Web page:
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Biomechanics and Modeling in Mechanobiology

, Volume 17, Issue 4, pp 923–938 | Cite as

Template-based methodology for the simulation of intracorneal segment ring implantation in human corneas

  • Julio Flecha-Lescún
  • Begoña Calvo
  • Jesús Zurita
  • Miguel Ángel Ariza-Gracia
Review Paper
  • 130 Downloads

Abstract

Keratoconus is an idiopathic, non-inflammatory and degenerative corneal disease characterised by a loss of the organisation in the corneal collagen fibrils. As a result, keratoconic corneas present a localised thinning and conical protrusion with irregular astigmatism and high myopia that worsen visual acuity. Intracorneal ring segments (ICRSs) are used in clinic to regularise the corneal surface and to prevent the disease from progressing. Unfortunately, the post-surgical effect of the ICRS is not explicitly accounted beforehand. Traditional treatments rely on population-based nomograms and the experience of the surgeon. In this vein, in silico models could be a clinical aid tool for clinicians to plan the intervention, or to test the post-surgical impact of different clinical scenarios. A semi-automatic computational methodology is presented in order to simulate the ICRS surgical operation and to predict the post-surgical optical outcomes. For the sake of simplicity, circular cross section rings, average corneas and an isotropic hyperelastic material are used. To determine whether the model behaves physiologically and to carry out a sensitivity analysis, a \(3^k\) full-factorial analysis is carried out. In particular, how the stromal depth insertion, horizontal distance of ring insertion (hDRI) and diameter of the ring’s cross section (\(\phi _\mathrm{ICRS}\)) are impacting in the spherical and cylindrical power of the cornea is analysed. Afterwards, the kinematics, mechanics and optics of keratoconic corneas after the ICRS insertion are analysed. Based on the parametric study, we can conclude that our model follows clinical trends previously reported. In particular and although there is an improvement in defocus, all corneas presented a change in their optical aberrations. The stromal depth insertion is the parameter that affects the corneal optics the most, whereas hDRI and \(\phi _\mathrm{ICRS}\) are less important. Not only that, but it is almost impossible to achieve an optimal trade-off between spherical and cylindrical correction. Regarding the mechanical behaviour, inserting the rings at 65% depth or above will cause the cornea to slightly bend. This abnormal stress distribution greatly distorts the corneal optics and, more importantly, could be the cause of clinical problems such as corneal extrusion. Not only that, but our model also supports that rings are acting as restraint elements which relax the stresses of the corneal stroma in the cone of the disease. However, depending on the exact spatial location of the keratoconus, the insertion of rings could promote its evolution instead of preventing it. ICRS inserted deeper will prevent keratoconus in the posterior stroma from growing (relaxation of posterior surface), but will promote its growing if they are located in the anterior surface (increment of stress). In conclusion, the methodology proposed is suitable for simulating long-term mechanical and optical effects of ICRS insertion.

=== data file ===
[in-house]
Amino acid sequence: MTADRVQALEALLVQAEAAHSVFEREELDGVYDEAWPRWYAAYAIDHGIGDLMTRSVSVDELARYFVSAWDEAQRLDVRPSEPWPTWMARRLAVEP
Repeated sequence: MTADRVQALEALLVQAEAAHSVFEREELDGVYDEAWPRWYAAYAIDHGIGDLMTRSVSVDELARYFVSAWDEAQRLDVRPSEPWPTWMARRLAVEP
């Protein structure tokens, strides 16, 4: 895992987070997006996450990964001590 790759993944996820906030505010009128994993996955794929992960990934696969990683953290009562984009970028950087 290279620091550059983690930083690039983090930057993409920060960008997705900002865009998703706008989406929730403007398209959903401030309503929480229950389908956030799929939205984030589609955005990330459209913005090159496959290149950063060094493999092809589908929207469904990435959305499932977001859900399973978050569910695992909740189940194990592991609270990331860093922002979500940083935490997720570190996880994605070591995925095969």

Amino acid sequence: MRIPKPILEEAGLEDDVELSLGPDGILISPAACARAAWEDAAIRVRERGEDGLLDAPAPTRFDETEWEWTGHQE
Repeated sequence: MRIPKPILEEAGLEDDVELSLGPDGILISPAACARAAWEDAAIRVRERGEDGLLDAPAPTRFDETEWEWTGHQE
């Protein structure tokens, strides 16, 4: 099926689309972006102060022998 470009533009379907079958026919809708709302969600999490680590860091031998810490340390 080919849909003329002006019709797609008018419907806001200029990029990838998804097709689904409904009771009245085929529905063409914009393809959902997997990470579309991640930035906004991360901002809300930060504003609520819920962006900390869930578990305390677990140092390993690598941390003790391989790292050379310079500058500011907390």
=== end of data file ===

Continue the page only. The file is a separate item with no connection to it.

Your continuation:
Keywords

Corneal biomechanics Template-based automatisation Keratoconus Intracorneal segment ring Corneal ectasia Finite element methodology 

Notes

Funding

This work was supported by the Spanish Ministry of Economy and Competitiveness (Projects DPI2014-54981-R and DPI2017-84047-R), Department of Industry and Innovation (Government of Aragón) and European Social Fund 2014-2020 (FSE-DGA T88). J. Flecha was supported by the Spanish Ministry of Economy and Competitiveness (BES-2015-073630). M.Á. Ariza-Gracia was supported by the Swiss Government through the ESKAS program (ESKAS-No: 2016.0194. Federal Commission for Scholarships for Foreign Students FCS, Switzerland).

Compliance with ethical standards

Conflict of interest

The authors declare that they have no conflict of interest.

Supplementary material

Supplementary material 1 (mp4 14963 KB)

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Copyright information

© Springer-Verlag GmbH Germany, part of Springer Nature 2018

Authors and Affiliations

  • Julio Flecha-Lescún
    • 1
  • Begoña Calvo
    • 1
    • 2
  • Jesús Zurita
    • 3
  • Miguel Ángel Ariza-Gracia
    • 1
    • 4
  1. 1.Applied Mechanics and Bioengineering (AMB); Aragón Institute for Engineering Research(i3A)University of ZaragozaZaragozaSpain
  2. 2.Bioengineering, Biomaterials and Nanomedicine OnlineBiomedical Research Center (CIBBER-BBN)MadridSpain
  3. 3.Department of Mechanical EngineeringPublic University of NavarraPamplonaSpain
  4. 4.Computational Biomechanics (CB), Institute for Surgical Technology and Biomechanics(ISTB)University of BernBernSwitzerland

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